Hiring a Prenup Lawyer
A good lawyer -- well, two lawyers, actually -- will ensure that a prenup fits everyone's needs and stands up to any legal challenges. The law considers marriage a contract between two people. So unless a married couple creates a legally binding agreement that states otherwise, the law in the state where they live will govern their property rights.
A prenuptial agreement, also called a premarital agreement, or a prenup for short, allows a couple to set the terms of the property rights for their marriage, among other things. However, there are often a number of requirements that must be met for a prenuptial agreement to be binding.
Hiring a prenup lawyer can make all the difference, not only in reaching an agreement, but also in getting it memorialized in a document that will stand up in court. Below you'll find a helpful discussion on why you would want a prenuptial agreement and the role that a prenup lawyer can play in the process.
Reasons for Having a Prenup
Under state law, each spouse receives automatic property rights unless a legally enforceable agreement provides otherwise. For example, spouses share ownership of some property acquired during the marriage and both have the right to manage and control the property. If one spouse dies or the parties divorce, state law dictates the disposition of the property. If the parties wish to divide the property differently, it is necessary to create a prenup.
Here are some common reasons why you would want to make a prenup:
- Keeping finances separate. Some kinds of property acquired during marriage automatically become part of the community or marital estate. A prenup can define whether an asset is the separate property of one spouse or whether the asset is part of the marital estate.
- Providing for children from prior relationships. A prenup can ensure that the children from previous relationships inherit certain property from a deceased parent.
- Establishing property rights in the event of a divorce. In divorce, state law will determine how to divide certain property acquired during marriage if a prenup does not exist.
- Defining financial responsibilities during marriage. A couple can use a prenup to make financial decisions like whether to open joint accounts or whether an estate plan will include a surviving spouse as a beneficiary.
Why Should You Hire a Lawyer When Making a Prenup?
One of the best reasons to hire a prenup lawyer is to avoid a court declaring the prenup invalid. In fact, it is advisable to hire two lawyers, one for each of the parties. While neither is required to have legal representation, courts tend to be more cautious about enforcing a prenuptial agreement signed by a party that didn't have independent legal representation. In this situation, especially if the prenup seems unfair to the party without legal representation or if there are concerns about coercion or duress, a court may invalidate the prenup outright.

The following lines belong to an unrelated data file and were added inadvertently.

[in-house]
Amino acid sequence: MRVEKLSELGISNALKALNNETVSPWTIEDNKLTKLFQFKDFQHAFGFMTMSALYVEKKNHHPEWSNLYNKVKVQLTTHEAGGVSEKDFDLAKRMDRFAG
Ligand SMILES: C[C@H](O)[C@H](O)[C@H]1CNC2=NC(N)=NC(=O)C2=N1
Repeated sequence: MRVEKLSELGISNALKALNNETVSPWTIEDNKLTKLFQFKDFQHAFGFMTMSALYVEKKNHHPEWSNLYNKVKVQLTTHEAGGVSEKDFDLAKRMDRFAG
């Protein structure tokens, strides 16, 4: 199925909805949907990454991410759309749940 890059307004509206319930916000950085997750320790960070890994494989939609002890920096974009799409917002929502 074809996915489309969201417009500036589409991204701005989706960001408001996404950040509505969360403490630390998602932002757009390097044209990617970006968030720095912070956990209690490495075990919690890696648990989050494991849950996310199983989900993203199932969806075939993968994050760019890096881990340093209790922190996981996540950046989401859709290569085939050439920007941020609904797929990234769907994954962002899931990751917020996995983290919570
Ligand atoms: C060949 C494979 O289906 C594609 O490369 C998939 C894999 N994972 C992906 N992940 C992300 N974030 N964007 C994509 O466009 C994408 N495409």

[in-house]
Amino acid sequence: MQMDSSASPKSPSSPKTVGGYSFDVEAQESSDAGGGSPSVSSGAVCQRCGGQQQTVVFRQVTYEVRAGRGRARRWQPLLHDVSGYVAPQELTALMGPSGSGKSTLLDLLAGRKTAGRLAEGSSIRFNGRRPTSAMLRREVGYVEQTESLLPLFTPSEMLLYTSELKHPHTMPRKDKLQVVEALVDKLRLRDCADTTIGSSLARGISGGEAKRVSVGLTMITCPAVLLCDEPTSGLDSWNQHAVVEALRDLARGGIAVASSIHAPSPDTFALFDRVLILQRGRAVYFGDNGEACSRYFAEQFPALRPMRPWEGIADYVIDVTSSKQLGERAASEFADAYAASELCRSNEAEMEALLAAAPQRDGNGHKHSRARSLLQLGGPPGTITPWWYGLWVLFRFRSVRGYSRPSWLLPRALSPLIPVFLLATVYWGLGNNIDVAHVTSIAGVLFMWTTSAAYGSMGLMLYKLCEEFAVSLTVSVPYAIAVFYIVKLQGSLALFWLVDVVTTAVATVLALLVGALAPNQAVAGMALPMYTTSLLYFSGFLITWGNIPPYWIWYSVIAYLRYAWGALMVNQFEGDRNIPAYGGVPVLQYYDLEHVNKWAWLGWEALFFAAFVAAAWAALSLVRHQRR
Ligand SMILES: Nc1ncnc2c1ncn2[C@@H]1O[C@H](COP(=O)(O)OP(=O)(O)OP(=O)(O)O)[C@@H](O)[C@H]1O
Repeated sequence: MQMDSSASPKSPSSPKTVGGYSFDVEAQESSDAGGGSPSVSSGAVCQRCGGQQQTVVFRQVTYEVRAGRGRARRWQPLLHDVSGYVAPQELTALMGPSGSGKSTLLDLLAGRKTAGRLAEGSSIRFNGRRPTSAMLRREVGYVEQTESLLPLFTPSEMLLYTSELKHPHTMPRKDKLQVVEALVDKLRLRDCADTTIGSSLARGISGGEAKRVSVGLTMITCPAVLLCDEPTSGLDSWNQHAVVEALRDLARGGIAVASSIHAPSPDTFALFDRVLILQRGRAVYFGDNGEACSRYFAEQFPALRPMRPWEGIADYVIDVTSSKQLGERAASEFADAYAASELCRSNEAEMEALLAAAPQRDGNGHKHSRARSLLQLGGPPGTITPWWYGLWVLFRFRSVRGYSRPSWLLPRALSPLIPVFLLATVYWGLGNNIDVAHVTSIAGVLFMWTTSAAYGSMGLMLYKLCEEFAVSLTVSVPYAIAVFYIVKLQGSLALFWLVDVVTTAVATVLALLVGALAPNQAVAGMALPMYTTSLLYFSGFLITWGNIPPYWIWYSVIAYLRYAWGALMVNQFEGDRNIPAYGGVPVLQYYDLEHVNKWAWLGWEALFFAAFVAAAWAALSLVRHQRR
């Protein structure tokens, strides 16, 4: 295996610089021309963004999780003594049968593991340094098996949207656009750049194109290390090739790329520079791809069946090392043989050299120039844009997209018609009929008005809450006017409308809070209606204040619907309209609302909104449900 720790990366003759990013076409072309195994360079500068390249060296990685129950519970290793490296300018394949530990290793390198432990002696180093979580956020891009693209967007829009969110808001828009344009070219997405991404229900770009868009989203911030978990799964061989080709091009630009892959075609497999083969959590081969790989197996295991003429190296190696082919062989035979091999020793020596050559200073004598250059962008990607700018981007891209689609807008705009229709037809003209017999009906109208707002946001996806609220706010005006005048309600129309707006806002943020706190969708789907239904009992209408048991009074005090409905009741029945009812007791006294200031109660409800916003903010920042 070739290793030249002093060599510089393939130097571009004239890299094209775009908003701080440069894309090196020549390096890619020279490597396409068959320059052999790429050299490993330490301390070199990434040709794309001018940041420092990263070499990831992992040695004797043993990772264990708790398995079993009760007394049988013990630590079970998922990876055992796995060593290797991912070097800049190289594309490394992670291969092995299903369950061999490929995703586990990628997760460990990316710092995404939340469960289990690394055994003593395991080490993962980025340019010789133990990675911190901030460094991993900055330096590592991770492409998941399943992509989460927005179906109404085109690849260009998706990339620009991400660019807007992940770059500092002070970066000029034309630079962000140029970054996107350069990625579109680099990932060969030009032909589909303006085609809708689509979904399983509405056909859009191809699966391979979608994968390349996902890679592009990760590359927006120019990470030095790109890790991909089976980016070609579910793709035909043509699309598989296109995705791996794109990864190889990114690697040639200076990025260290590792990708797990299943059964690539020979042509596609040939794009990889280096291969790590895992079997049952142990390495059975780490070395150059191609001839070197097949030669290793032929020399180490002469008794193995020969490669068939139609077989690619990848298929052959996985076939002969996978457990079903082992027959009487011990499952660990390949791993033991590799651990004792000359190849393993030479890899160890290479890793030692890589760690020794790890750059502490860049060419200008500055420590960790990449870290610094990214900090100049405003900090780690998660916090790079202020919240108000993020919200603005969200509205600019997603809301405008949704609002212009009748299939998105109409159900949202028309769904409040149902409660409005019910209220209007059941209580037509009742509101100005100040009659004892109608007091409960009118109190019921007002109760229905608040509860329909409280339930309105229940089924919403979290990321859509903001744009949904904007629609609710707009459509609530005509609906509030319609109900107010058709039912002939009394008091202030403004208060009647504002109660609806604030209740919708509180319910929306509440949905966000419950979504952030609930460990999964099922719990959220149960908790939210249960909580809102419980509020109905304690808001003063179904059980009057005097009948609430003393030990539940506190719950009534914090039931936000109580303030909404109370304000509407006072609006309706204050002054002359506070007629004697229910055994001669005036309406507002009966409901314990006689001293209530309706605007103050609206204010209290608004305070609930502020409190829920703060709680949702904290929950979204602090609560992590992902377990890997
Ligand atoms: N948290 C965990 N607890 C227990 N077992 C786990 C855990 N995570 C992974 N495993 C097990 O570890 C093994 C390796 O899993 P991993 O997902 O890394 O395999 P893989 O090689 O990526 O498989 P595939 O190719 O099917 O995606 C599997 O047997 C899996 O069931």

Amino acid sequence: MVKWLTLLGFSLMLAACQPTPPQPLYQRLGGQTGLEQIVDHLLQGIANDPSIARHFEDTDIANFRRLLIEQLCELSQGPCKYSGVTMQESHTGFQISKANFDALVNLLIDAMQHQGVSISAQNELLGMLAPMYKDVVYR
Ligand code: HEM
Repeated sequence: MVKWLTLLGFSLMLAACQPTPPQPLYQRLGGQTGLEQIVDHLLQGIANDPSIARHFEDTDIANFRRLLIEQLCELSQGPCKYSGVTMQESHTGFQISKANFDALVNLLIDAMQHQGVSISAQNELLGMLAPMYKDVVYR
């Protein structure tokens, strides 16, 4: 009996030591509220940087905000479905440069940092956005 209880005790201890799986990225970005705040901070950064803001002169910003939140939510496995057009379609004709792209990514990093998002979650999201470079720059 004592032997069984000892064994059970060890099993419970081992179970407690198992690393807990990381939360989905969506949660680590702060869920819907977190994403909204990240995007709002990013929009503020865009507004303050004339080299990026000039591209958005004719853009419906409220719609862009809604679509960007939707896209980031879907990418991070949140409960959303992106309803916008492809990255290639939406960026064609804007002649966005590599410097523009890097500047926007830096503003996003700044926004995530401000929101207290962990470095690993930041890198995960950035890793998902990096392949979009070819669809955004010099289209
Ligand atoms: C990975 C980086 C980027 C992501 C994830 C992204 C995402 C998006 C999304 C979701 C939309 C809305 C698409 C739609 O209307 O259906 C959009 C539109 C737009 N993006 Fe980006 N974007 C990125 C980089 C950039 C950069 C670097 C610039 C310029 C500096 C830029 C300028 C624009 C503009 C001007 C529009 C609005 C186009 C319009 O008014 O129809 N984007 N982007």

In addition, states typically have strict timelines for executing a prenup that must be followed for it to be deemed valid. For example, you may be required to have it executed a certain number of days before the wedding or you may be required to provide a specific amount of time for all parties to review it before signing. Hiring a prenup lawyer makes this process easier for you since lawyers can ensure that all of the procedural requirements are met.
Drafting a Prenup
Before meeting with a prenup lawyer, a couple should have a clear understanding of what to include in the agreement. Creating an outline of the terms is an effective way to create a fair agreement. Each party should also fully report their income and assets, which will satisfy the requirement that each party made full disclosure of their finances.
An experienced lawyer has knowledge of the type of terms prohibited from inclusion in a prenup. Although every state has different laws, a prenup typically cannot include:
- Provisions that violate public policy: Courts will not enforce provisions that waive future child support, place limits on future custody or visitation rights, or use financial incentives to promote divorce.
- Provisions that involve nonmonetary matters: A court will not enforce a nonmonetary condition and may even set aside the entire prenup if it includes conditions such as the division of chores or how many children to have.
Contact a Prenup Lawyer Before You Sign on the Dotted Line
If you and your future partner are considering a prenuptial agreement, you likely have many questions surrounding the laws and different terms you may encounter. Making sure it's a valid agreement is also extremely important. Protect your best interests by having a family law attorney review your prenuptial agreement and provide sound advice.